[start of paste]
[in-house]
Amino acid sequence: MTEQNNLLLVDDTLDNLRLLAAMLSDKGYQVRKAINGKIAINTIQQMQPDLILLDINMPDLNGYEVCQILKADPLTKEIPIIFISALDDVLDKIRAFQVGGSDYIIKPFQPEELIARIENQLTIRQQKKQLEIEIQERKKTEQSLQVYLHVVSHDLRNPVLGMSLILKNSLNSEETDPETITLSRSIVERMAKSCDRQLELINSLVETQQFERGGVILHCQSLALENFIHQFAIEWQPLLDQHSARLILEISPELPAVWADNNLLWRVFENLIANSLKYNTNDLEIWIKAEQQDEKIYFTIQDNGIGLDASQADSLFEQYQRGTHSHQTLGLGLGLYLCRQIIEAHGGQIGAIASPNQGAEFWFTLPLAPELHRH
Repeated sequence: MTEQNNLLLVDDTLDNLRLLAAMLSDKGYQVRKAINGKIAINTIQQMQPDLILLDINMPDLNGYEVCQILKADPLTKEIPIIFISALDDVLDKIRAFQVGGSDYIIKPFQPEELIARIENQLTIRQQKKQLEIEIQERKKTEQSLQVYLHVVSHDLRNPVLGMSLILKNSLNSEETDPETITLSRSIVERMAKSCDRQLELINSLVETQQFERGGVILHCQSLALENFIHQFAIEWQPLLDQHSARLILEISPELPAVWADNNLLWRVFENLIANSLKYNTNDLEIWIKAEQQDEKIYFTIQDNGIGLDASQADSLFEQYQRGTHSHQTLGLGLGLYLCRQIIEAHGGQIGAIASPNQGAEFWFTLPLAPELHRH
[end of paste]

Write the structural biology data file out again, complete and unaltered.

[in-house]
Amino acid sequence: MTEQNNLLLVDDTLDNLRLLAAMLSDKGYQVRKAINGKIAINTIQQMQPDLILLDINMPDLNGYEVCQILKADPLTKEIPIIFISALDDVLDKIRAFQVGGSDYIIKPFQPEELIARIENQLTIRQQKKQLEIEIQERKKTEQSLQVYLHVVSHDLRNPVLGMSLILKNSLNSEETDPETITLSRSIVERMAKSCDRQLELINSLVETQQFERGGVILHCQSLALENFIHQFAIEWQPLLDQHSARLILEISPELPAVWADNNLLWRVFENLIANSLKYNTNDLEIWIKAEQQDEKIYFTIQDNGIGLDASQADSLFEQYQRGTHSHQTLGLGLGLYLCRQIIEAHGGQIGAIASPNQGAEFWFTLPLAPELHRH
Repeated sequence: MTEQNNLLLVDDTLDNLRLLAAMLSDKGYQVRKAINGKIAINTIQQMQPDLILLDINMPDLNGYEVCQILKADPLTKEIPIIFISALDDVLDKIRAFQVGGSDYIIKPFQPEELIARIENQLTIRQQKKQLEIEIQERKKTEQSLQVYLHVVSHDLRNPVLGMSLILKNSLNSEETDPETITLSRSIVERMAKSCDRQLELINSLVETQQFERGGVILHCQSLALENFIHQFAIEWQPLLDQHSARLILEISPELPAVWADNNLLWRVFENLIANSLKYNTNDLEIWIKAEQQDEKIYFTIQDNGIGLDASQADSLFEQYQRGTHSHQTLGLGLGLYLCRQIIEAHGGQIGAIASPNQGAEFWFTLPLAPELHRH